This scene was pretty pitch perfect. Lara’s so glad that Axe came to her and she clearly knows exactly what to say. But it’s kind of like what Wendy said earlier: Axe goes to people when he’s already made up his mind to help justify it. Literally anyone who’s spent three minutes with Lara knows what her opinion will be. Sure, this town reminds her of where she grew up. But who ever helped her? Who helped when collection agents were beating on her mother’s door? Of course Lara would still be upset. It’s one mentality to take as someone who got out. To never look back, to cling desperately onto the money that you earned, dammit, that you sacrificed for. To pretend that nobody helped you along the way. To know that several people didn’t help you, even if they could’ve.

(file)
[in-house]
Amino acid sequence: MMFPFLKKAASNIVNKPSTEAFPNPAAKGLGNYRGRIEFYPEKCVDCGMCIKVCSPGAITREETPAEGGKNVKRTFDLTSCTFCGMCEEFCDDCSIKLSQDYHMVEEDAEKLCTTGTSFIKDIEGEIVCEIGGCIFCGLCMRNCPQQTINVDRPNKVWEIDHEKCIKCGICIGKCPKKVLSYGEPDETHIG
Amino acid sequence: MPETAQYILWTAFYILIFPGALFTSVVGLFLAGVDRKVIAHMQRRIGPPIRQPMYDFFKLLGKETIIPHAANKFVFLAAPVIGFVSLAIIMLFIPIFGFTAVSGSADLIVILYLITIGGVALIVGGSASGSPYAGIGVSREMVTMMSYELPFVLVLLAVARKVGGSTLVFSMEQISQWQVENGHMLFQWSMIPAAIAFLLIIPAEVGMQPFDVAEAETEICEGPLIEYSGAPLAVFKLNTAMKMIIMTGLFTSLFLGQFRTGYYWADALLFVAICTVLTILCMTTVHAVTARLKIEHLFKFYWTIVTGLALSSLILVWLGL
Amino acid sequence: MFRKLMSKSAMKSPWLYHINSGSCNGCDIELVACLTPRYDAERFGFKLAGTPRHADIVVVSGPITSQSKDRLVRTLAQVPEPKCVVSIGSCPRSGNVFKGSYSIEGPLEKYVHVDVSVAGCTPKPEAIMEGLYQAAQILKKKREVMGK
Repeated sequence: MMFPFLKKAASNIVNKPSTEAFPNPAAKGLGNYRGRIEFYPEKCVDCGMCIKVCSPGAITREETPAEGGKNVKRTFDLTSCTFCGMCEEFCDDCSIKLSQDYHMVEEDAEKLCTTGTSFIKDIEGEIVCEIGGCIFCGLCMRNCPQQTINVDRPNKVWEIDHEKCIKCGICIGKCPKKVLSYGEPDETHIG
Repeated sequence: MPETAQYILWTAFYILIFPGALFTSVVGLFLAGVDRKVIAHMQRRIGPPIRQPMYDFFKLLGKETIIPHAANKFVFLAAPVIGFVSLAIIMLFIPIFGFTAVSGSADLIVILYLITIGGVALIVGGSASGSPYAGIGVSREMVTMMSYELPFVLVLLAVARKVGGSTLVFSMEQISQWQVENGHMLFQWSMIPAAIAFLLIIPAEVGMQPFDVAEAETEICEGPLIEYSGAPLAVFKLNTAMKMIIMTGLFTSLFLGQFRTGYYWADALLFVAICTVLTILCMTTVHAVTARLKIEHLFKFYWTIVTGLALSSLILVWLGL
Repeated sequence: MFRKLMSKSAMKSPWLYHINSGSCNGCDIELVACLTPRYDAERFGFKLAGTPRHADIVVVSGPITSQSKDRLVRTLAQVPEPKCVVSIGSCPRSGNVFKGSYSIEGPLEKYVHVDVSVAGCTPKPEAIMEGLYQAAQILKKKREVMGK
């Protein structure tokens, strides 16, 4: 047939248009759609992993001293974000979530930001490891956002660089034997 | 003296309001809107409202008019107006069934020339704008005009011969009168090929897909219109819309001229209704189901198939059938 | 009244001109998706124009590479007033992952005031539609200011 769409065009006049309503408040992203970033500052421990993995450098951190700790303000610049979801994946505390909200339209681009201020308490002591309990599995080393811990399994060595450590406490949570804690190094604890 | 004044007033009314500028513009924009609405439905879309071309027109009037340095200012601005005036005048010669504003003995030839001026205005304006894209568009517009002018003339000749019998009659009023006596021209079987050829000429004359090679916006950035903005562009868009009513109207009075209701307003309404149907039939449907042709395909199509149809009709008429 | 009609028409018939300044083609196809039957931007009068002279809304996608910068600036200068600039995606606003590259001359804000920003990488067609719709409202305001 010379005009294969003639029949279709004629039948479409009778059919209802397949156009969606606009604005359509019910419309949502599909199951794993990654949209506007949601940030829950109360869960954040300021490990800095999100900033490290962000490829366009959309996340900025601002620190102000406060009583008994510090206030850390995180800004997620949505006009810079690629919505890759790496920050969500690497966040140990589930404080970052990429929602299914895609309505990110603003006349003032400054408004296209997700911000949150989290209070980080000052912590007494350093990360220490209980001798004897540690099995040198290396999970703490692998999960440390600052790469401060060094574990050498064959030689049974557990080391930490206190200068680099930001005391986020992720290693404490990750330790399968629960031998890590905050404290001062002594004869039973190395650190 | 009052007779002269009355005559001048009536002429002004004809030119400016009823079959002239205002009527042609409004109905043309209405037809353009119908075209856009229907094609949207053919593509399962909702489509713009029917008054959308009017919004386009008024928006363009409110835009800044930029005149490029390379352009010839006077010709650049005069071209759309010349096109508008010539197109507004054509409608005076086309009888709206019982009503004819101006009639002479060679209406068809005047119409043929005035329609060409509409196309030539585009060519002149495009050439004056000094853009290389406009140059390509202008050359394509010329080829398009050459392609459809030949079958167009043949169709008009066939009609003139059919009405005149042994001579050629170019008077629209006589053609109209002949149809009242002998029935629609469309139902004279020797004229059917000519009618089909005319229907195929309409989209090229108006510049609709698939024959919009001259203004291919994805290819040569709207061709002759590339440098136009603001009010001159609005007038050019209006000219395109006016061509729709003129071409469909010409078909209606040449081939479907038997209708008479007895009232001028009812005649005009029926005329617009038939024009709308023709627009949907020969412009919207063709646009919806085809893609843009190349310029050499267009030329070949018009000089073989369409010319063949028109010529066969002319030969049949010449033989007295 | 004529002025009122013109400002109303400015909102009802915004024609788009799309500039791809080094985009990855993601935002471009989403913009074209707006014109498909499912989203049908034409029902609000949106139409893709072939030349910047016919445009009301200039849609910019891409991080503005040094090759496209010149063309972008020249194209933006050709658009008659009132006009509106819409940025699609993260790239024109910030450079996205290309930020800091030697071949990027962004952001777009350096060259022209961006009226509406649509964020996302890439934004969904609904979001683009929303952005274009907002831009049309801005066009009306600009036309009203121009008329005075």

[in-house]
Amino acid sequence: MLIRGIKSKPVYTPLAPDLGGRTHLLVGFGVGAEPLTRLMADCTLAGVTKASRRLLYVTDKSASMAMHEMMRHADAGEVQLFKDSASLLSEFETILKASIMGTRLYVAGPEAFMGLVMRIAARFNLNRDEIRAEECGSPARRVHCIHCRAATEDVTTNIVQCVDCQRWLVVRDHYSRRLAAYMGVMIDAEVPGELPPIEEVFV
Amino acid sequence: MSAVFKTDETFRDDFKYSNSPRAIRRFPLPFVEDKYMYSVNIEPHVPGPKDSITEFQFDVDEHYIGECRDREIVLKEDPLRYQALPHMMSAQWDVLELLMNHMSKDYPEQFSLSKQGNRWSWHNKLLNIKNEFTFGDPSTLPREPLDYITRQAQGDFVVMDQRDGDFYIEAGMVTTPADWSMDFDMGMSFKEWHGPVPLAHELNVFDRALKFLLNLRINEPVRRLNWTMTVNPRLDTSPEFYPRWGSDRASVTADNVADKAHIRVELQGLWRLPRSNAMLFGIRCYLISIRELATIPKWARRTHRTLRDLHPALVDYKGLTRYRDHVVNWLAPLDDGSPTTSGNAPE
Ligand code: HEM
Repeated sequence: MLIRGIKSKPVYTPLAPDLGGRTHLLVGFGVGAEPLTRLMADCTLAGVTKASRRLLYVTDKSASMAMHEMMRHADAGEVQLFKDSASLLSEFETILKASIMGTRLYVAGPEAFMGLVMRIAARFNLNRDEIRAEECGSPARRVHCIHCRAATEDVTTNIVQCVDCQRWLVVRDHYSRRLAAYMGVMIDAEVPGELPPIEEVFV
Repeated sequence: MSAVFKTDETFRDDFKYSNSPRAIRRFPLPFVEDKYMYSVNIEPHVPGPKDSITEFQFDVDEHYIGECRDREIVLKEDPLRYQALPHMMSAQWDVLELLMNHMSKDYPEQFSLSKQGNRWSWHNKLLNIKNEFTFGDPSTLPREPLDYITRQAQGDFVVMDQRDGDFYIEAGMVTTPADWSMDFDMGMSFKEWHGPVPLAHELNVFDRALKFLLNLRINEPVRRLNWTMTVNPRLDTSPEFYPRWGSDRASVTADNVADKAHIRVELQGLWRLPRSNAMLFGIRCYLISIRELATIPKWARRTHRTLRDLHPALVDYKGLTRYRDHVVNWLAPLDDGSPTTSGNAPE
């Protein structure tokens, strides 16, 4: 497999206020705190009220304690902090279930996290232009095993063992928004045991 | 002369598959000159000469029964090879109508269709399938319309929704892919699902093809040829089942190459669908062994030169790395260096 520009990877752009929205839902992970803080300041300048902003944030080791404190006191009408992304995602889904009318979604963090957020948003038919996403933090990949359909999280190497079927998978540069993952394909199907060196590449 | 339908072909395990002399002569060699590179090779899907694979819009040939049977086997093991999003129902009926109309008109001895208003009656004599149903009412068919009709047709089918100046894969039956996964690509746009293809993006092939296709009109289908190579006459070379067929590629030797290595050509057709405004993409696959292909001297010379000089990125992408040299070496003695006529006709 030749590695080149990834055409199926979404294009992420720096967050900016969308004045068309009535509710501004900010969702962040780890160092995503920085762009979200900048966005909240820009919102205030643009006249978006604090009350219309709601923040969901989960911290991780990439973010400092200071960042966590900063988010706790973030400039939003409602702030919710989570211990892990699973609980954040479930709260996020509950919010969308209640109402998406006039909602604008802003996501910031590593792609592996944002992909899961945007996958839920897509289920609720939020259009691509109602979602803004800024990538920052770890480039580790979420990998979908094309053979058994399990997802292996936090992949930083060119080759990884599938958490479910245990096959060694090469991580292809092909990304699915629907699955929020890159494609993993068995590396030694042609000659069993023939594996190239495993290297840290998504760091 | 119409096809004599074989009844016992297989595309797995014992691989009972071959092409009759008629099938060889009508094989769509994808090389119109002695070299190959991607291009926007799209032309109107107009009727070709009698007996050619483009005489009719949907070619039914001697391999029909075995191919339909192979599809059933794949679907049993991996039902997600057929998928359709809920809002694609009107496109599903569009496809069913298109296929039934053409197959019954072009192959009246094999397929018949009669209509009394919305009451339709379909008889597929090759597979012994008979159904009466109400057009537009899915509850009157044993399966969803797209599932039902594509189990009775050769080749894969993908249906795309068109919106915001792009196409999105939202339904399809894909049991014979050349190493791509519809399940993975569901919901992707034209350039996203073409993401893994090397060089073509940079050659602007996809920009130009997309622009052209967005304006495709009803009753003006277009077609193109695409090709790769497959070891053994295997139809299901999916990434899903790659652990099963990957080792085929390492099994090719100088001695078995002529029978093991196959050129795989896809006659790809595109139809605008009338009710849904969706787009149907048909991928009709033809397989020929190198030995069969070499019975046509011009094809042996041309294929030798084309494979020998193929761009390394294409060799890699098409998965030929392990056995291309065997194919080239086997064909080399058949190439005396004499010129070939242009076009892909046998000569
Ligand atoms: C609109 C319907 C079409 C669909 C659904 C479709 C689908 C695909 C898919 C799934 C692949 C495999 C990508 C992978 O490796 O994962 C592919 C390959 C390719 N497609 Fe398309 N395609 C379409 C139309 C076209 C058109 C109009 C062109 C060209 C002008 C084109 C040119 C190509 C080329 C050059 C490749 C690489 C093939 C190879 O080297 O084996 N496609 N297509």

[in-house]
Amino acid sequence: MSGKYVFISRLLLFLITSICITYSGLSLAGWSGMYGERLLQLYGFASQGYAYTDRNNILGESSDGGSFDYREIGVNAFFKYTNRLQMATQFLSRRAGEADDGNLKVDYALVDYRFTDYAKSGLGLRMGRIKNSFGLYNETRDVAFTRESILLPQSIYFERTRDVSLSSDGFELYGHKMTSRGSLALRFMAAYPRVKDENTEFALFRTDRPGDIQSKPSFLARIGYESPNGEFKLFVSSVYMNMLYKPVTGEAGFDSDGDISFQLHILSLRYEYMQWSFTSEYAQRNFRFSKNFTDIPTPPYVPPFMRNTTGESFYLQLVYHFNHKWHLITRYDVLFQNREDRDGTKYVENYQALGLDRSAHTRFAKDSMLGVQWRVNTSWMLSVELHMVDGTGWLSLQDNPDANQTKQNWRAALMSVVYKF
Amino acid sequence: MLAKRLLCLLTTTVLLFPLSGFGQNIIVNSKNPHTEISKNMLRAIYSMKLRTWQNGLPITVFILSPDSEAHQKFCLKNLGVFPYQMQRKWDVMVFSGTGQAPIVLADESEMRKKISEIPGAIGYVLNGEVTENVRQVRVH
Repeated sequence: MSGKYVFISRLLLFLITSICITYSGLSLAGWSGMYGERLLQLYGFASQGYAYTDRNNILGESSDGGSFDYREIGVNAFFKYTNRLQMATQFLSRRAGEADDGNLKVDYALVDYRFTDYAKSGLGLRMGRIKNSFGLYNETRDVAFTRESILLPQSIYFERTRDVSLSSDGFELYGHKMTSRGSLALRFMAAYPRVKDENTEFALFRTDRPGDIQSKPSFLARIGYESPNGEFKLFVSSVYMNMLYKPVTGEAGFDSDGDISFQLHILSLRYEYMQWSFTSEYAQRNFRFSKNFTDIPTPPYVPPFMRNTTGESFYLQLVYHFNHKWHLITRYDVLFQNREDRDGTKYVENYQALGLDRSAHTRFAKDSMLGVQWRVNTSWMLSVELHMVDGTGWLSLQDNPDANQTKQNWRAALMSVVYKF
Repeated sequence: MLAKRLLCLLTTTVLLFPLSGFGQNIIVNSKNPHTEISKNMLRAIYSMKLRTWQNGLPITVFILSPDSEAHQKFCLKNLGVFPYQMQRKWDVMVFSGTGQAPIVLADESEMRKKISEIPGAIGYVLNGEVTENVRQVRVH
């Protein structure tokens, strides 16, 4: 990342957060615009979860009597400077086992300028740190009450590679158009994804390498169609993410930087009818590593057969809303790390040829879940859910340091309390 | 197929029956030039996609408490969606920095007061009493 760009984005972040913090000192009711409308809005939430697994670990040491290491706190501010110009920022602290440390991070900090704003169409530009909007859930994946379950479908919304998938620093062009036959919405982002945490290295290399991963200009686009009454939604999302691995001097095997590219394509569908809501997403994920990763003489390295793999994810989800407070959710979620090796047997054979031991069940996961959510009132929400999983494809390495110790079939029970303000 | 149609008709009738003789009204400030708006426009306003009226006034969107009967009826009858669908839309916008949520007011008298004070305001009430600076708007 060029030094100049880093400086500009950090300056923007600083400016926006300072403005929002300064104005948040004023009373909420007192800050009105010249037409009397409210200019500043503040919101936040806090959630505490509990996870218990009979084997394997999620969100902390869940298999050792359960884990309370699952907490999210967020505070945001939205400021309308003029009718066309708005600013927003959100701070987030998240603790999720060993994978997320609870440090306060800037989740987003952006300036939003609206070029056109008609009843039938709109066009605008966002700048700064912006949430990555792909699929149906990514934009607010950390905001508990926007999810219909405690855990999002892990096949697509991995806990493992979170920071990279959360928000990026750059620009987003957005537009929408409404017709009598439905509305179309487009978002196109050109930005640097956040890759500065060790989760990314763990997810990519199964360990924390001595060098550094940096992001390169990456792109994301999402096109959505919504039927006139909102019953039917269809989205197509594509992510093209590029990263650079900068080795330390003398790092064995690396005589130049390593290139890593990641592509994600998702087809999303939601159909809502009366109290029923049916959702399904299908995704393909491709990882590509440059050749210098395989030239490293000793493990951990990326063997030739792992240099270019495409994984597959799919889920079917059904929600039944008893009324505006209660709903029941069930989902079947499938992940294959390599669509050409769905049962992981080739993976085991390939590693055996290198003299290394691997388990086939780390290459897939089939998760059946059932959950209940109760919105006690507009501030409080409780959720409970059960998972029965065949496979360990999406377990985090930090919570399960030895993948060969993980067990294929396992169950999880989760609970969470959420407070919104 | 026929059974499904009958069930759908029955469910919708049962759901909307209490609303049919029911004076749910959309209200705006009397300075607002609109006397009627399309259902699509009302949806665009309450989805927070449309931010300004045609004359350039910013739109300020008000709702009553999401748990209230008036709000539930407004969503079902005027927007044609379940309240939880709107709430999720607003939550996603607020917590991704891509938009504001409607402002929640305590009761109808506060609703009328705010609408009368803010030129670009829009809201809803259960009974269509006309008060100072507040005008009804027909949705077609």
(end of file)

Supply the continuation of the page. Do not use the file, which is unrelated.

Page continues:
Axe and Lara cling to their riches and they cling even harder to their grudges. As not a billionaire, it’s hard to be empathetic with, but maybe I can try to be sympathetic. However, the way this is all directed makes it clear that we are meant to cringe. First we see Bruno pleading “Now that you’ve got everything they’re gonna have less than nothing.” Then Axe walks up his beautiful stairwell in his mansion and we get a pan of Lara’s enviable wardrobe (also she definitely just got a very, very expensive haircut). And then Axe drives off in his nice car and aggressively revs his engine as he yells to gut the town. Last week Lawrence Boyd asked “Is money enough?” and the answer, of course, is no.
Axe doesn’t quite figure out this episode who screwed him over, but the answer lies with “Black Jack Foley.” Which of course, is where Chuck comes in.